Amaryllis by Craig Crist-Evans

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Through one brother’s narration and another’s letters from Vietnam, Craig Crist-Evans offers a moving story of two brothers separated, yet forever connected, by the devastation of war.

We had just passed the AMARYLLIS when, out of the blue, Dad asked, "Do you miss your brother?" He sounded choked up, and that surprised me. I wanted to tell him that it scared me, that Frank was who I talked to when things were bad, that I couldn’t imagine my brother lugging an M-16 into some swampy distance with a bunch of other boys his age. . . . "I don’t think about it much," I said.

AMARYLLIS. It was the name of the ship that ran aground on Singer Island, Florida, during a hurricane in 1965. It became a battle cry for Jimmy Staples and his older brother, Frank, and a code word for going surfing together. But now that eighteen-year-old Frank is off battling the enemy (and his own addictive demons) in Vietnam, and fifteen-year-old Jimmy is left to deal with the repercussions at home, "Amaryllis" takes on an ominous new meaning - a symbol of what happens when life places the unexpected in our paths.

Craig Crist-Evans has written a wrenching novel of a family whose internal battles chase one son away - into the clutches of a war and an enemy he could never have imagined. Told both from a soldier’s view and by the brother he leaves behind, AMARYLLIS is an ideal choice for students learning about the Vietnam era, or for any reader curious about the reality of war.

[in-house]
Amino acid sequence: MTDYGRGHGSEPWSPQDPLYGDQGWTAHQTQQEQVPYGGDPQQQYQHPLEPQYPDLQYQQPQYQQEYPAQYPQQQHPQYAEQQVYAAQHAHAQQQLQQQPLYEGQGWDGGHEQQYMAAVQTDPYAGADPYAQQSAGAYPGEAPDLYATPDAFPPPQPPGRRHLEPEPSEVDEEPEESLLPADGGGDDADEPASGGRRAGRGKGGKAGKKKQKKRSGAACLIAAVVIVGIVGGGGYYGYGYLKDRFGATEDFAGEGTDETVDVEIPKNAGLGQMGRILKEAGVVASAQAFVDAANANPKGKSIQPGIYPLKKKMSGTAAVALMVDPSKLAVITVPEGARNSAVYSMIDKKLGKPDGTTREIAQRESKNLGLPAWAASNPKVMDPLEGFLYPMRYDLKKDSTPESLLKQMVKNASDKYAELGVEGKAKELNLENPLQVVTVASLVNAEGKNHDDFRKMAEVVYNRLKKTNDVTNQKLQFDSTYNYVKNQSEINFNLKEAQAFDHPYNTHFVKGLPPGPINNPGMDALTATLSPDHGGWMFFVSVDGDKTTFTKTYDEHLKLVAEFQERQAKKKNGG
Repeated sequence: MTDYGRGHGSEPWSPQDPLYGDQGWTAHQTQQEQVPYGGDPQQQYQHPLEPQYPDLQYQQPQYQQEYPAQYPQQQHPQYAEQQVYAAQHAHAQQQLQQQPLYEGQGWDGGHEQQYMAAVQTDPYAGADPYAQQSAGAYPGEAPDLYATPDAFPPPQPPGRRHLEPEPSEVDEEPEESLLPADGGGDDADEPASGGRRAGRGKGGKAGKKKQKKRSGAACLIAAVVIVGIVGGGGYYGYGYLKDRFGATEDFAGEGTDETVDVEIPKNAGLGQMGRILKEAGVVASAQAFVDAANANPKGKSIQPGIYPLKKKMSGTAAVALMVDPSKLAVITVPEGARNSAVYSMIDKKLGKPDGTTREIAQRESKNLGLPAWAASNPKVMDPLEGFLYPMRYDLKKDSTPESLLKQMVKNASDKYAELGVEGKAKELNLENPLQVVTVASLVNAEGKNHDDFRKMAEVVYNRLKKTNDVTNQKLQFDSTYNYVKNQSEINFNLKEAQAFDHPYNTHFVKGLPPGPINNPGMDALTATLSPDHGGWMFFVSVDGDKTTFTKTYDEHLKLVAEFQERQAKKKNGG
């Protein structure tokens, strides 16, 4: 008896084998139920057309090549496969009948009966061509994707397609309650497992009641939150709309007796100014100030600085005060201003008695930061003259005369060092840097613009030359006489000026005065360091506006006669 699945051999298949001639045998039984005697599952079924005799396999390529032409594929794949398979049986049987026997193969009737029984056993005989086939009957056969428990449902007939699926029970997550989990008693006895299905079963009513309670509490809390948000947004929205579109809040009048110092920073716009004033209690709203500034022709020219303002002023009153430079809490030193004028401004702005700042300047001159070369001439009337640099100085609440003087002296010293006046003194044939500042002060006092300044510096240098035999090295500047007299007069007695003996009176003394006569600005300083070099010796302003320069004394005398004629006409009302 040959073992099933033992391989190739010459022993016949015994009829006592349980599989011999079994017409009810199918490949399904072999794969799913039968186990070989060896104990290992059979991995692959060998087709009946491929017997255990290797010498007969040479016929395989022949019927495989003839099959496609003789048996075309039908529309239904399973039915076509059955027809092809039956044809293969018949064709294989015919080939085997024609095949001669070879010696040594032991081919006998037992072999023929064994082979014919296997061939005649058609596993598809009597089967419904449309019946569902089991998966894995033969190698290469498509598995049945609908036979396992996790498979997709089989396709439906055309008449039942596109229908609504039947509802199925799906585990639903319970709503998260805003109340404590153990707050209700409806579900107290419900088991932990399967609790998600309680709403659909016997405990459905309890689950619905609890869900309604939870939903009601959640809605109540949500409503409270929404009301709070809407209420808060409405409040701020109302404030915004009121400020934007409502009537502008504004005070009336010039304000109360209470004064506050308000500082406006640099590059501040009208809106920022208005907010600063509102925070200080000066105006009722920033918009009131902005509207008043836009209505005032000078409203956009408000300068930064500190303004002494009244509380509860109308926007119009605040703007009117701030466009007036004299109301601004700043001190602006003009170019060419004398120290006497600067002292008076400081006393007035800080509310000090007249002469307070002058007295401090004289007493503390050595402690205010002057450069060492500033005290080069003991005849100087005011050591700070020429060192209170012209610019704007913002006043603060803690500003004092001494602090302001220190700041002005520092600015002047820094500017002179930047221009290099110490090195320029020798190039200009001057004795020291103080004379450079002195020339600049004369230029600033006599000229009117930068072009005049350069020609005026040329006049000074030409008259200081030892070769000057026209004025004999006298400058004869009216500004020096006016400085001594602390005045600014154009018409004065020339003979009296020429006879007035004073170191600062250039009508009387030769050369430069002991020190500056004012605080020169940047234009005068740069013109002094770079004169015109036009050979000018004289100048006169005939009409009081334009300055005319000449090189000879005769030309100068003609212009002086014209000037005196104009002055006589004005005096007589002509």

About Craig Crist-Evans

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Craig Crist-Evans said of AMARYLLIS, "It was the fall of 1965. My family had just moved from Ohio to Florida. During one of the biggest hurricanes of the century, the AMARYLLIS nosed into the east coast of Florida near West Palm Beach. For three years, its rusting hulk rose above the beach where I surfed, skipped school, and fell in love. When I started to write this story, that ship rose up again in memory and cast its shadow across those years of turmoil, fear, and change we now call the Vietnam War." The author of MOON OVER TENNESSEE: A BOY'S CIVIL WAR JOURNAL, for which he received the International Reading Association’s Lee Bennett Hopkins Promising Poet Award, Craig Crist-Evans was a poet and writer who has published poems, articles, essays, and reviews in numerous journals. He also taught English and directed the Writing Center at Mercersburg Academy in Mercersburg, Pennsylvania before he passed away in 2005.
Published September 15, 2003 by Candlewick. 208 pages
Genres: Young Adult, Literature & Fiction. Fiction

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Kirkus Reviews

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In 1965, Hurricane Betsy ran the banana freighter Amaryllis aground on Singer Island, Florida, and now the monstrous hulk looms there, a symbol of Frank Staples’s experience in Vietnam: hurt, far from home, and “stuck with my nose in the sand.” The war has blown him off course, and now in a serie...

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Publishers Weekly

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Jimmy, the main character, misses his older brother, Frank, who has shocked everyone by enlisting in the army just after graduating high school—and just after winning their alcoholic, often abusive father's approval for the first time (Frank had risked his own life to rescue a surfer from a shark...

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Things pick up from that first track, heading directly into the first improvised piece, Crispell’s title track.

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